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Veterans Affairs standing by level of support it provides former soldiers

Post by Guest on Sat 07 Jan 2017, 06:23

Veterans Affairs standing by level of support it provides former soldiers

Posted Jan 6, 2017 5:25 pm EST Last Updated Jan 6, 2017 at 6:40 pm EST

OTTAWA – Canada’s Veterans Affairs Department is standing by the support and assistance it provides to former soldiers in distress — a subject of controversy in the wake of a murder-suicide involving a veteran of the war in Afghanistan.

RCMP confirmed Friday that Lionel Desmond shot his wife, their 10-year-old daughter and his mother before turning the gun on himself in Upper Big Tracadie, N.S. The four bodies were discovered Tuesday.

Family members say Desmond, who was released from the military in July 2015, was diagnosed with PTSD after a tour in Afghanistan in 2007. Veterans Affairs has said it cannot comment on the case, citing privacy laws.

But officials say veterans who need immediate help can use a toll-free number to speak to a clinician about their troubles and determine what assistance is needed. The line, staffed around the clock, received more than 1,100 calls in 2015-16.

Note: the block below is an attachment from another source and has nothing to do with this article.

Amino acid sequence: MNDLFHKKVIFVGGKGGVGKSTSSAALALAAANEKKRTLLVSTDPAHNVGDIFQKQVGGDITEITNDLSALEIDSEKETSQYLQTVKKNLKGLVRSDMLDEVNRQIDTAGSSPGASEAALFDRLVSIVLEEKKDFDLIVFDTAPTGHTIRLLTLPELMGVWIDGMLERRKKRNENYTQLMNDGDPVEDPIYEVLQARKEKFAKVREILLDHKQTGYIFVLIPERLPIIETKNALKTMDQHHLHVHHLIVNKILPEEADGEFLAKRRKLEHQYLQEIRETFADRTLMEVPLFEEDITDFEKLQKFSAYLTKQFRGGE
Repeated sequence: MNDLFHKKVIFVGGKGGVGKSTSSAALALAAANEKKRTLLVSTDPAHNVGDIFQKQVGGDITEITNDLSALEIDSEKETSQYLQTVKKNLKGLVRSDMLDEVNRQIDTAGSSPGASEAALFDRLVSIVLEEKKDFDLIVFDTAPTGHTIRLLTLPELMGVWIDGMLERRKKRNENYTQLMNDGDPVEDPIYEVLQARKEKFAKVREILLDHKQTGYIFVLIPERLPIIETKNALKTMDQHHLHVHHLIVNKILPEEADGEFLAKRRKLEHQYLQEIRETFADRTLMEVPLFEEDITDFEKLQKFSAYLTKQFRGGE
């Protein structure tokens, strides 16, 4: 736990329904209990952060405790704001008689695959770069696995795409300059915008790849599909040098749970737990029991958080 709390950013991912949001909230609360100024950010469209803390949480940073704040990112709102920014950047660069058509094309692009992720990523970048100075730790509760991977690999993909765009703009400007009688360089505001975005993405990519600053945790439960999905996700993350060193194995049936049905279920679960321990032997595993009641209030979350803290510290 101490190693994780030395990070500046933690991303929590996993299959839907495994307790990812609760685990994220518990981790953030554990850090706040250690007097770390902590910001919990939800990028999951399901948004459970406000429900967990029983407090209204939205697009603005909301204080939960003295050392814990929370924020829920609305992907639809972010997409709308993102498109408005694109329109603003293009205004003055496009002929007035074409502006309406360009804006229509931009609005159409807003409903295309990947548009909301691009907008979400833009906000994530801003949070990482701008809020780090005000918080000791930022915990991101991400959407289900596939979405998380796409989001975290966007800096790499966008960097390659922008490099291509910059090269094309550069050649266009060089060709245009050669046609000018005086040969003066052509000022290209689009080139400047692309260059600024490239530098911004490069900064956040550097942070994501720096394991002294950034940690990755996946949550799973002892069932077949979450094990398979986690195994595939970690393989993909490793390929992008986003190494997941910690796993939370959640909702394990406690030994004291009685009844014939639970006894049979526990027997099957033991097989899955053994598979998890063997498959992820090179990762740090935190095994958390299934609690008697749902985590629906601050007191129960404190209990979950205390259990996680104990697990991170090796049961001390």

“Anyone in the country, or any family member, can call,” Veterans Affairs chief psychiatrist Dr. Alexandra Heder told The Canadian Press in an interview.

“Every clinician across Canada who has a job like this on a help line, they are trained to do that kind of assessment first and then take steps if needed.”

For non-emergencies, the clinician can make an appointment with the veteran’s case manager, one of Veterans Affairs Canada’s many operational stress injury clinics, or one of 4,000 private mental-health providers registered with the department. Appointments take three to five business days.

If the veteran is in crisis, they will be contacted within 24 hours for an appointment. If there is a threat to the veteran or their family, local authorities are contacted.

“If the clinician determined that there was an immediate risk for the person, they could call the police, they could call 911 for ambulance services,” said Dr. Cyd Courchesne, the department’s chief medical officer.

“It’s dependent on the situation, but that always remains the option.”

That isn’t good enough, said Peter Stoffer, a former NDP MP and longtime advocate for veterans, who noted family members said Desmond was turned away prior to the shooting after trying to get help at a local hospital.

“If you call 911, what are they going to tell you?” asked Stoffer. “They’re going to come to you and take you somewhere. But if somewhere is full, what do you do then?”

Stoffer said additional measures need to be put in place, such as making it easier for vets to contact case managers, which is what a House of Commons committee recommended last month.